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5 Tips for Developing an Effective Small Business Cyber Security Strategy


Are you neglecting a small business cyber security strategy or relying on outdated software to protect your business data? Either way, the information needed to operate your business and protect your customers can be at risk.

Considering that hackers are increasingly aiming their attacks at small businesses (in addition to the big company names we read about in press), it's imperative that you craft a strategy that is designed to mitigate and control the dangers you face--and do it as soon as possible. Some elements of a small business cyber security strategy involve significant expenditures (in terms of updating software, hiring a third-party security and compliance vendor, etc.), but there are steps many small businesses can and should undertake immediately to prevent damage to their reputation, cash flow, operations, and so on.

Hackers are increasingly aiming their attacks at small businesses, in   addition to, the big company names we read about in press.

Here are five tips to include in your comprehensive strategy which may increase the odds of adequate data protection in your favor:

1. Regularly assess existing risks and update IT systems. 

When's the last time you had a top-to-bottom evaluation done of vulnerable areas in your cyber security system? As malicious attacks become ever more sophisticated, it's essential to conduct a thorough assessment once a year (or every six months, preferably), with an emphasis on exposing vulnerabilities of those key assets containing confidential information and intellectual property. At the same time, commit to routine maintenance and regular software updates on all company devices in order to keep your systems "clean."

2. Back up your systems in the cloud. 

Cyber thieves attack small businesses in many ways, including ransomware, in which they take your business data "hostage" and demand a ransom before releasing that data back to you. If you don't pay, that information remains essentially locked away and inaccessible forever. Businesses that do proper data storage are far less vulnerable to this form of cyber-attack. Files should be backed up daily in multiple secure locations, such as the cloud or a hybrid data center. This way, in the event of an attempt at cyber blackmail, you have continual, uninterrupted access to the data you need.

3. Undertake an aggressive employee cyber security education program. 

Intentionally or not, your employees can represent a key "weak link" in any data-security effort. There's always the threat of a disgruntled employee participating in a malicious attack, but security is frequently compromised by user mistakes or carelessness. Depending on your internal resources, consider implementing a training program that takes place on a regular basis, so employees understand how critically important it is to maintain vigilance and to use good judgment with sensitive business data.

Start with passwords. Hackers employ weapons like "dictionary attacks" and "brute forcing" to uncover user passwords, so "ordinary" passwords only make their job easier--and puts all of your data at risk. Passwords should include a complex combination of uppercase and lowercase letters, symbols, and numbers, and ideally be required to be changed every month on all devices. Some experts advocate the implementation of "actual consequences for employees who don't follow password rules," because they "need to know you take password strength and integrity seriously."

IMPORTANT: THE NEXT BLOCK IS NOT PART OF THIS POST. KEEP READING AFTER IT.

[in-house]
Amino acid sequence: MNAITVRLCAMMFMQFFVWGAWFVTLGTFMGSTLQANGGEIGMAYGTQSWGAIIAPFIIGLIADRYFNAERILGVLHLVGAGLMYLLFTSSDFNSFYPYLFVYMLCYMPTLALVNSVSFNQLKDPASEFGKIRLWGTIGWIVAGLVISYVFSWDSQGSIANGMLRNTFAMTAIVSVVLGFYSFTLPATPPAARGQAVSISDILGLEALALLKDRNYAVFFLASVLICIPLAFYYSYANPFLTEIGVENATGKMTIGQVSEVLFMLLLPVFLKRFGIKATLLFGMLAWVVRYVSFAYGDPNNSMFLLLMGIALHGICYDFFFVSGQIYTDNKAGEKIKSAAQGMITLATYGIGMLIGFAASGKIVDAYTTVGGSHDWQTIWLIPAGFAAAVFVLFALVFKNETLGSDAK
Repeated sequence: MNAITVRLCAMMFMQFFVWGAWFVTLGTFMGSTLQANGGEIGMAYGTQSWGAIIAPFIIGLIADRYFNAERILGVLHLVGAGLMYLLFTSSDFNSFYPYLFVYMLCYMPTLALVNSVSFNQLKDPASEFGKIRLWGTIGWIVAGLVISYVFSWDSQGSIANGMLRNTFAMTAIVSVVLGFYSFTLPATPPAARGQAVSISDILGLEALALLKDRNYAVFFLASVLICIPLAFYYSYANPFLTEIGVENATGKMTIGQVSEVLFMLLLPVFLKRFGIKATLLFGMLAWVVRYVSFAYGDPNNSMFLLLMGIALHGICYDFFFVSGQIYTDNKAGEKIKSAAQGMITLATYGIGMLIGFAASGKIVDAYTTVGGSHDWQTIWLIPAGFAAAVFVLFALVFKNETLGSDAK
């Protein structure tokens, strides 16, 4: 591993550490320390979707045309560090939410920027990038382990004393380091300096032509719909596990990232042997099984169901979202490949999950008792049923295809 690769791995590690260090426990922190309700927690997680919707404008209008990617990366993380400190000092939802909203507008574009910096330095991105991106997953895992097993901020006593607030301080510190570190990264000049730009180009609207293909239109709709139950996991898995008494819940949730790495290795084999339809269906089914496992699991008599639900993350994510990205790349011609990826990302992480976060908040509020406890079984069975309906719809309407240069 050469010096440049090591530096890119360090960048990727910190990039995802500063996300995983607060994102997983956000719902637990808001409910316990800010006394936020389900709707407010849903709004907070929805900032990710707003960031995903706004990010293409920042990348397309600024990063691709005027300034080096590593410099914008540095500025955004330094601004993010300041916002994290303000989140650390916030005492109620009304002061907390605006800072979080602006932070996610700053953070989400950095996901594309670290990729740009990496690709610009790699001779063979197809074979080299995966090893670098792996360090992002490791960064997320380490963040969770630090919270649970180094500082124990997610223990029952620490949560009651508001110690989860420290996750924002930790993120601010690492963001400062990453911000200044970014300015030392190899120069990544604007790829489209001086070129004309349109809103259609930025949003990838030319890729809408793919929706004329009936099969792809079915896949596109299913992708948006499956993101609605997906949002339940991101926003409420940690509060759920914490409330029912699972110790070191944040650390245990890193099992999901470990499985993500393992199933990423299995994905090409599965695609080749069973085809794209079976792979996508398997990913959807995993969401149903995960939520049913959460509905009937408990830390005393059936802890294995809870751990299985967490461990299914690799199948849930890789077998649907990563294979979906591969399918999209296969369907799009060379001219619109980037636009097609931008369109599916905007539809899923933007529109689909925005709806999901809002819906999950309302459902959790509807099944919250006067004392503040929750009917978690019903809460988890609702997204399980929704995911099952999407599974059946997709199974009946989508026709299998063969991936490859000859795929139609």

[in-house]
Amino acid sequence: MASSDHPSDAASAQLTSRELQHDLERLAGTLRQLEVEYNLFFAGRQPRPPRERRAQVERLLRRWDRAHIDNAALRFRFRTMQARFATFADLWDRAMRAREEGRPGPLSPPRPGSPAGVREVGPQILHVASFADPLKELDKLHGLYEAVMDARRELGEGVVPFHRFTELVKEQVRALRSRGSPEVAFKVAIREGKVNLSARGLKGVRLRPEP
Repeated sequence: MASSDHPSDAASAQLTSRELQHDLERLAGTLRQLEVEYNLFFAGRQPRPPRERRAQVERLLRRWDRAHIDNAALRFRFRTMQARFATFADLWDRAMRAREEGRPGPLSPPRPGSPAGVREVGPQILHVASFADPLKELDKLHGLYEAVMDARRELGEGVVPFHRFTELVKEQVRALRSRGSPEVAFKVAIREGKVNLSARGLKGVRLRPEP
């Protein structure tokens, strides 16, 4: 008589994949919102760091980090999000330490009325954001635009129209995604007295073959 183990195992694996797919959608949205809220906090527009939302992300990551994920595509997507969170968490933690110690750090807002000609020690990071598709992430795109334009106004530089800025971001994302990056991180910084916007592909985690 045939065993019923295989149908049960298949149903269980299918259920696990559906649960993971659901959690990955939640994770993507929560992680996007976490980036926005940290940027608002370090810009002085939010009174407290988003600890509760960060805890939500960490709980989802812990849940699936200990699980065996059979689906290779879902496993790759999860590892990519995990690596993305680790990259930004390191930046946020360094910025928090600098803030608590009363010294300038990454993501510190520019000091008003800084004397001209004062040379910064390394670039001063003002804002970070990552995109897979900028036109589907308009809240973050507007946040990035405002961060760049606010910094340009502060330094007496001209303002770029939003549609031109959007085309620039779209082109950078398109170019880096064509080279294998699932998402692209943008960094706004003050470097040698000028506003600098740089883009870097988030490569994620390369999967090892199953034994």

Start with passwords. Hackers employ weapons like dictionary attacks and brute forcing to uncover user passwords, so ordinary passwords only make their job easier and puts all of your data at risk.

4. Install mobile device security measures. 

In many small businesses, employees use their mobile devices to do work and communicate throughout the company. Doing so via unsecured channels only increases the likelihood of a malicious attack. Establish policies to:

  • Restrict the types of information these devices can access and share;
  • Determine whether mobile devices provided by the business can be taken off-site; and
  • Enforce network access control, whereby employees can access your business's VPN and email in a secure, reliable manner

5. Plan for a response to an unauthorized intrusion. 

As part of your employee education program, establish procedures detailing how employees should act in the event of unauthorized intrusion like malware and phishing attempts. A comprehensive incident response plan that stresses "the need to immediately contact the helpdesk or IT team may significantly curtail the effects of an attempted data breach."

Sadly, the threat of a dangerous cyber-attack is something businesses of all sizes must live with. Taking a proactive, strategically defensive stance can typically minimize the risk to your business and customers, enabling you to continue to focus on other vital aspects of operations.


This website contains articles posted for informational and educational value. Paychex is not responsible for information contained within any of these materials. Any opinions expressed within materials are not necessarily the opinion of, or supported by, Paychex. The information in these materials should not be considered legal or accounting advice, and it should not substitute for legal, accounting, and other professional advice where the facts and circumstances warrant.
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